How To Remove Files And Directories In Linux

Andrei Maksimov

Andrei Maksimov

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This article continues a series of articles about Linux shell and covers the three most useful ways to delete files and directories. We also covered exceptional cases like deleting directories with a massive number of files inside, deleting files or directories with special characters in their names. Improve your Linux skills in just 5 minutes.

“rmdir” command

Using "rmdir" command to delete files and directories
Using “rmdir” command to delete files and directories

Before you use the rmdir command, you must know that you will not recover deleted objects back easily.

Now, open the command line terminal if you’re using Linux or macOS. If you’re using Windows, you may use Windows Subsystem for Linux (WSL).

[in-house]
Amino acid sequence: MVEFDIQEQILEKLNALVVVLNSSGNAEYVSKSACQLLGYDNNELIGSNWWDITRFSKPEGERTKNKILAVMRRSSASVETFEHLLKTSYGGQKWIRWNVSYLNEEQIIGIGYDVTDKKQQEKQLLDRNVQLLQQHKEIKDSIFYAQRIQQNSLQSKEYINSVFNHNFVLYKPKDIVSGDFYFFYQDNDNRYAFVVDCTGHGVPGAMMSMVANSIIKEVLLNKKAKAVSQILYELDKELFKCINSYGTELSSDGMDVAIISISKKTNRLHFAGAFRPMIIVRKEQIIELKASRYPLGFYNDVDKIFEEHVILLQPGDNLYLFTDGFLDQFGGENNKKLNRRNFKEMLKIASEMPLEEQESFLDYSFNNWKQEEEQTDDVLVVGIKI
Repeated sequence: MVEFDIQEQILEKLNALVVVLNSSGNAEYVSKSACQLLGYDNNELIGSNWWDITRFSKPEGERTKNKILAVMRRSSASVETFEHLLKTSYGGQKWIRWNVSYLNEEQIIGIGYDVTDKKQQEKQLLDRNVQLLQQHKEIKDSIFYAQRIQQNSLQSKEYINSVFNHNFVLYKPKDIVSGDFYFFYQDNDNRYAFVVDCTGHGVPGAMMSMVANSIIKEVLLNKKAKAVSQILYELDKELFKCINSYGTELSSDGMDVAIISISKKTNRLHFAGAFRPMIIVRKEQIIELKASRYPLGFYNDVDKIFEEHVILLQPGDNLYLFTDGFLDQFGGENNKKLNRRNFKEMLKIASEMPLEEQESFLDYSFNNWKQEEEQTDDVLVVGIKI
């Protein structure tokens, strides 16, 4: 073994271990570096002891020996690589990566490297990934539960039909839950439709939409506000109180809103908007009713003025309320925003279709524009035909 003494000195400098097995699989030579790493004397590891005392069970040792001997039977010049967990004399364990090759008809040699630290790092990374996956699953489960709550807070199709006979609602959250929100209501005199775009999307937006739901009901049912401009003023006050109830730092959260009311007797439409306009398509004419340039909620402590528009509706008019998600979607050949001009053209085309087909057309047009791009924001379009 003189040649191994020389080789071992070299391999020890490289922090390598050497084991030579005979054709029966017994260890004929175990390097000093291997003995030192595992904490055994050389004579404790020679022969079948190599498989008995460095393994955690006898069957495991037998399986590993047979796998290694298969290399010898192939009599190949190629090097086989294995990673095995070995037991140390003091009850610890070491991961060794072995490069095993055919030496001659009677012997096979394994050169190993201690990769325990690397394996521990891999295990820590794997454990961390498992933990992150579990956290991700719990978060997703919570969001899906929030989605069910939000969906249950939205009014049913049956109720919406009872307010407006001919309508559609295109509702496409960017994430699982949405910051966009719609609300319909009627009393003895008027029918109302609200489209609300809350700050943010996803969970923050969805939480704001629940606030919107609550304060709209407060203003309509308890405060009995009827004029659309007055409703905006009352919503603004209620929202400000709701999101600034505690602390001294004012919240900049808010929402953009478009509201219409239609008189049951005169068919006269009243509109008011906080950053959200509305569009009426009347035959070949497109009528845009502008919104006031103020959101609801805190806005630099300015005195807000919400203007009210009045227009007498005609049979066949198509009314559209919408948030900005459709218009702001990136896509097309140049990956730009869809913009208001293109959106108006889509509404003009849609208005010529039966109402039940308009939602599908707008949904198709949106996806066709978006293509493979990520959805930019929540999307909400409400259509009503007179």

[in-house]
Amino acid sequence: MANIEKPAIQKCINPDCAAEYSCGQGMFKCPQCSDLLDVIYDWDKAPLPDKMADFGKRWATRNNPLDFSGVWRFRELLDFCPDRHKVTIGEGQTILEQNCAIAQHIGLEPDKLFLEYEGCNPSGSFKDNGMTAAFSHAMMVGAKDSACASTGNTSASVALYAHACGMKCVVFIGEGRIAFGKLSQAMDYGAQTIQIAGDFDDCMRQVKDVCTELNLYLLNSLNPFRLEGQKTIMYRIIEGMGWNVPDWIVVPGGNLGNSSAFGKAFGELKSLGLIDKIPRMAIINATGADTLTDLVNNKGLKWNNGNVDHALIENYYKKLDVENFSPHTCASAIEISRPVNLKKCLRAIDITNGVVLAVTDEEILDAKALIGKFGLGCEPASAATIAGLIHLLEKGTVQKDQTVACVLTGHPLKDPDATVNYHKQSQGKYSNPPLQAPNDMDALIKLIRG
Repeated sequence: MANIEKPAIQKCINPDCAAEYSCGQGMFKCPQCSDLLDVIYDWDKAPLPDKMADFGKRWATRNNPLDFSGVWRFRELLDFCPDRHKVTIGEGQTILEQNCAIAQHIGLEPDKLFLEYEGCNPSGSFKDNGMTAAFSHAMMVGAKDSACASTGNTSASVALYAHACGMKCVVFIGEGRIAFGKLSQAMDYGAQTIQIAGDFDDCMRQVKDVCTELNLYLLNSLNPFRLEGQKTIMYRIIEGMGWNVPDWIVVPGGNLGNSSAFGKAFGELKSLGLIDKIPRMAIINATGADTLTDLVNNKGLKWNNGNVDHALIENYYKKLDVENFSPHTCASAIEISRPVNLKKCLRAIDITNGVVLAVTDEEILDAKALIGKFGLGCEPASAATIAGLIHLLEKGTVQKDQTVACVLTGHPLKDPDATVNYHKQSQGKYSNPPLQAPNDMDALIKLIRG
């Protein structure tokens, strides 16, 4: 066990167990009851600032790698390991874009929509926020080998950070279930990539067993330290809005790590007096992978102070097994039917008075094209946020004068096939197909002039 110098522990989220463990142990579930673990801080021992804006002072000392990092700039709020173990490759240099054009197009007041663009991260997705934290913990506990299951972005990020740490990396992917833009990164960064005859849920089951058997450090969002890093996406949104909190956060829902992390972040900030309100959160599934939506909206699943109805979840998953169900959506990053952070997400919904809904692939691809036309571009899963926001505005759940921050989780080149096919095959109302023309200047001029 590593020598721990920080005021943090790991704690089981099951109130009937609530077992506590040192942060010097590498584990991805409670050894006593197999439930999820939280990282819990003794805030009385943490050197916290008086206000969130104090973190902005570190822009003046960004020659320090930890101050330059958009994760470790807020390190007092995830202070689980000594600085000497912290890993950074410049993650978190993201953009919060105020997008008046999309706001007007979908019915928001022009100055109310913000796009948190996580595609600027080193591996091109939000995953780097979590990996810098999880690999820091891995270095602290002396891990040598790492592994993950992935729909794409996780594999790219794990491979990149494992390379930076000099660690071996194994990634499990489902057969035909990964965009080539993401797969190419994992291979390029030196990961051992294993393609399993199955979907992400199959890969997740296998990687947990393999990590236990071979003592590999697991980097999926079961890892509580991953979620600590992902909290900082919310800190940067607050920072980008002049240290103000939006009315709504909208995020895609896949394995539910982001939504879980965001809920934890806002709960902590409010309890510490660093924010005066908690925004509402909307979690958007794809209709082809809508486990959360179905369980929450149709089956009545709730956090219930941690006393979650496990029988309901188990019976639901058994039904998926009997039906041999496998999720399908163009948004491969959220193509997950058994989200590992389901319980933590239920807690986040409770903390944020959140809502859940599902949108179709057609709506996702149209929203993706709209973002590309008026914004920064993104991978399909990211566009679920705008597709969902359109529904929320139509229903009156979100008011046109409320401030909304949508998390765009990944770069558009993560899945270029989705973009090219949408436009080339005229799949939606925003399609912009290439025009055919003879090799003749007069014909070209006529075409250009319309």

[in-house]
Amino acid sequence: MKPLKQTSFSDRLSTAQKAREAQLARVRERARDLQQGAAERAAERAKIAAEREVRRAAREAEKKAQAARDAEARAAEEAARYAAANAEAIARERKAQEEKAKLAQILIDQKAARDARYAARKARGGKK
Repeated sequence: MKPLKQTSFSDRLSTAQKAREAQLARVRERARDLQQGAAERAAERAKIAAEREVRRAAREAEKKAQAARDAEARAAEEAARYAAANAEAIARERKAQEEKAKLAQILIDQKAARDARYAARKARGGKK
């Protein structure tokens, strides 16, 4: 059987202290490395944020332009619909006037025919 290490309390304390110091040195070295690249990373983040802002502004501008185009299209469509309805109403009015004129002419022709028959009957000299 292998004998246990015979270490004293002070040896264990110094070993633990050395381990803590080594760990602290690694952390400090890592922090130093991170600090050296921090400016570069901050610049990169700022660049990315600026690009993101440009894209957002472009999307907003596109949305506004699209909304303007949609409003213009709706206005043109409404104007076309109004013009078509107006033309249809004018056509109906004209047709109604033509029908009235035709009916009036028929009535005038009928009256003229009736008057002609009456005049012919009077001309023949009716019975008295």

Before deleting the directory, let’s create it first:

$ mkdir /tmp/docs

Now, let’s delete it by the name /tmp/docs using the following command:

$ rmdir /tmp/docs

rmdir is a command for removing empty directories. It is quite useful, as you are protected from deleting something important from your file system.

Let’s validate this behavior by putting a file inside a directory, which we’d like to delete:

$ mkdir -p /tmp/docs

$ touch /tmp/docs/my_file

$ tree /tmp/docs

/tmp/docs
└── my_file

0 directories, 1 file

If your directory is not empty, you will receive the following error:

$ rmdir /tmp/docs
rmdir: /tmp/docs: Directory not empty

To delete the directory, which contains files, you need to use the rm command:

$ rm -rf /tmp/docs

Deleting several directories using wildcard